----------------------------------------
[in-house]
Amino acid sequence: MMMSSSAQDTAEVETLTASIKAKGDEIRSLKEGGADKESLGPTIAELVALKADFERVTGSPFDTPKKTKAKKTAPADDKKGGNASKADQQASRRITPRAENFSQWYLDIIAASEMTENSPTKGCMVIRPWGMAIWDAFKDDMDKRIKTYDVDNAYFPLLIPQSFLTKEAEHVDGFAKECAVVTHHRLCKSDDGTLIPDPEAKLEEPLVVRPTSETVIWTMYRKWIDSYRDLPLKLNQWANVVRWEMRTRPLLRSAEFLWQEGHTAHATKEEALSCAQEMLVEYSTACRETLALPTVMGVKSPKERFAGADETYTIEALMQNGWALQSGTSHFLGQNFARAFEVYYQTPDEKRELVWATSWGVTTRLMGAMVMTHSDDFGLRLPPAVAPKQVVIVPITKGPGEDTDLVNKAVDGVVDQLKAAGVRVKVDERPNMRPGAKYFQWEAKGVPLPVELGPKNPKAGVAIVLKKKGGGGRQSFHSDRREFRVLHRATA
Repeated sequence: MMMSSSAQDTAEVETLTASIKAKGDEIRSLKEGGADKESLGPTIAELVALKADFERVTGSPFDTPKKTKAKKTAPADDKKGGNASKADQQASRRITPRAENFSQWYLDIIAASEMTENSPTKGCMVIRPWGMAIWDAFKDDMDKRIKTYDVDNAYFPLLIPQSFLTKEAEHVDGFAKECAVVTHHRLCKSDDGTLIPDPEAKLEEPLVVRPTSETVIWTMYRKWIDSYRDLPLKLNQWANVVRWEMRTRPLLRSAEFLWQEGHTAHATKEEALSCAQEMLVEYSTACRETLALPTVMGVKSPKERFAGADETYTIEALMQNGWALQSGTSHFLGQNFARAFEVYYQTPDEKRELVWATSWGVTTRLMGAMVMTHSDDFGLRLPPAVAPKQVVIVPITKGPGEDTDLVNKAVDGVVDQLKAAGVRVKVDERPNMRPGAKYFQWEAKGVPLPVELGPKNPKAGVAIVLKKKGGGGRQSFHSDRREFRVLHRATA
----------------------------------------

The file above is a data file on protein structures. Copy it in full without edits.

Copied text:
[in-house]
Amino acid sequence: MMMSSSAQDTAEVETLTASIKAKGDEIRSLKEGGADKESLGPTIAELVALKADFERVTGSPFDTPKKTKAKKTAPADDKKGGNASKADQQASRRITPRAENFSQWYLDIIAASEMTENSPTKGCMVIRPWGMAIWDAFKDDMDKRIKTYDVDNAYFPLLIPQSFLTKEAEHVDGFAKECAVVTHHRLCKSDDGTLIPDPEAKLEEPLVVRPTSETVIWTMYRKWIDSYRDLPLKLNQWANVVRWEMRTRPLLRSAEFLWQEGHTAHATKEEALSCAQEMLVEYSTACRETLALPTVMGVKSPKERFAGADETYTIEALMQNGWALQSGTSHFLGQNFARAFEVYYQTPDEKRELVWATSWGVTTRLMGAMVMTHSDDFGLRLPPAVAPKQVVIVPITKGPGEDTDLVNKAVDGVVDQLKAAGVRVKVDERPNMRPGAKYFQWEAKGVPLPVELGPKNPKAGVAIVLKKKGGGGRQSFHSDRREFRVLHRATA
Repeated sequence: MMMSSSAQDTAEVETLTASIKAKGDEIRSLKEGGADKESLGPTIAELVALKADFERVTGSPFDTPKKTKAKKTAPADDKKGGNASKADQQASRRITPRAENFSQWYLDIIAASEMTENSPTKGCMVIRPWGMAIWDAFKDDMDKRIKTYDVDNAYFPLLIPQSFLTKEAEHVDGFAKECAVVTHHRLCKSDDGTLIPDPEAKLEEPLVVRPTSETVIWTMYRKWIDSYRDLPLKLNQWANVVRWEMRTRPLLRSAEFLWQEGHTAHATKEEALSCAQEMLVEYSTACRETLALPTVMGVKSPKERFAGADETYTIEALMQNGWALQSGTSHFLGQNFARAFEVYYQTPDEKRELVWATSWGVTTRLMGAMVMTHSDDFGLRLPPAVAPKQVVIVPITKGPGEDTDLVNKAVDGVVDQLKAAGVRVKVDERPNMRPGAKYFQWEAKGVPLPVELGPKNPKAGVAIVLKKKGGGGRQSFHSDRREFRVLHRATA